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The problems of industrial pollution and increasing salinity in the region’s depleted rivers are further worsened by the presence of untreated sewage from several regional cities and towns, including Ahwaz, Abadan, Mohammareh, Dezful, Shoushtar, Mahshor, Masjed-Soleiman and many more, which enters the river directly without undergoing any treatment.

The quality of the Karoon River’s waters has deteriorated sharply in recent years since the Iranian regime’s introduction of damming and diversion programs upriver, nearer the river’s source where it joins the Euphrates and Tigris rivers.  By the time the river reaches Ahwaz city, the increased pollution and salinity mean that the water quality already fails to meet international standards for drinking water, with the water standards even worse near the cities of Abadan and Mohammareh downriver from Ahwaz.

By far the biggest single problem for the Karoon River is the sharply rising salinity levels, which mean that the river water in Abadan and Mohammareh is officially unfit for human consumption according to international standards for several months of the year.

Another factor that brought the situation to crisis point for the local population was the opening of the first two (of five) major sugar cane refineries in the region to the south of Ahwaz city in the period between 1999 and 2001, with the industrial waste from these facilities going into the river and leading to further massive pollution.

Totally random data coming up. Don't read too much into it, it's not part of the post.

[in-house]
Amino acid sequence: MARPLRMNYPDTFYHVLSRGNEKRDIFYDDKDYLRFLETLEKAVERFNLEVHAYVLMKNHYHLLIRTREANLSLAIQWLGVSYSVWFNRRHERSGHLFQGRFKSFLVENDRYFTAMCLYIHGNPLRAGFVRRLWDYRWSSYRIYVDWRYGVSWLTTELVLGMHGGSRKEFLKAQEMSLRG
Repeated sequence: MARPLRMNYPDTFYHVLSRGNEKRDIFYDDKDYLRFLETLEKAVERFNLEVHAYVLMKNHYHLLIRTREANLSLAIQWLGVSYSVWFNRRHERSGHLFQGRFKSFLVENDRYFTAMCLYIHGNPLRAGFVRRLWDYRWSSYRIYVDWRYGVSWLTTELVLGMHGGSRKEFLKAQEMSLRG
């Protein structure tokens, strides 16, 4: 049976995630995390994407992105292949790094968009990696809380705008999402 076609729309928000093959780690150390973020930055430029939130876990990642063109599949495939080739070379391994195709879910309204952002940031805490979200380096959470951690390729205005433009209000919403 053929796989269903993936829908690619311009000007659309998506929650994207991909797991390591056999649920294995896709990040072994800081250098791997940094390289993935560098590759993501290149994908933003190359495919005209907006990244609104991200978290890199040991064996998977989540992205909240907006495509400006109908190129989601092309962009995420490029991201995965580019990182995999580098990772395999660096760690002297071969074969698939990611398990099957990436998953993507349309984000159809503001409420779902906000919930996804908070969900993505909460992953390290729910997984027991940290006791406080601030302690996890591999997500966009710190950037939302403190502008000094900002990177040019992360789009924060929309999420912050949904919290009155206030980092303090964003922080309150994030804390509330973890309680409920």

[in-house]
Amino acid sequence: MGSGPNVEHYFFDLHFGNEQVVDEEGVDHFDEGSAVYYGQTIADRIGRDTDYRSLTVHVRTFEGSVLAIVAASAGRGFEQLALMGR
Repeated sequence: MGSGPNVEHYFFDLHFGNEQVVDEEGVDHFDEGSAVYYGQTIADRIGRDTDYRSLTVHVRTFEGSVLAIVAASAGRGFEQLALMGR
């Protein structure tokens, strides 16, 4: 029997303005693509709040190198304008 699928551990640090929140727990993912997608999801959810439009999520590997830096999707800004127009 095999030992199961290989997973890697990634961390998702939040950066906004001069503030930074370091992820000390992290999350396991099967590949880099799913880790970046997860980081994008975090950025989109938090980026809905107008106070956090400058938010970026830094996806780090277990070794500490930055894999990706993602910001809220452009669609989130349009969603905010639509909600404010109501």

Experts are already warning that the destruction of  more Ahwazi farmlands  will fuel additional massive migration from rural areas of the impoverished region to the cities and towns, leading to greater competition for scarce resources in an area  where poverty and destitution are already endemic  among the marginalized people, with many of the existing city dwellers having  previously been farmers who also fled the rural areas also due to the regime’s establishment of large-scale sugar-cane farming as an industry.  With 400,000 Ahwazis in urban areas already living in subsistence-level poverty without any assistance or media coverage, further mass migration will simply exacerbate this already critical situation.

The regime has used its sugar cane industry project as one more means of further dispossessing and ethnically cleansing the Ahwazi peoples, claiming that their farmlands were needed by the state for growing and processing the sugar cane crops.  Massive swathes of land were appropriated as a result, dispossessing countless farmers and destroying palm tree plantations and agricultural areas across the region.  In Abadan, Mohammareh and areas across Ahwaz, there were repeated incidences of arson, with entire palm tree plantations being burnt down simply to terrorize the farmers into leaving.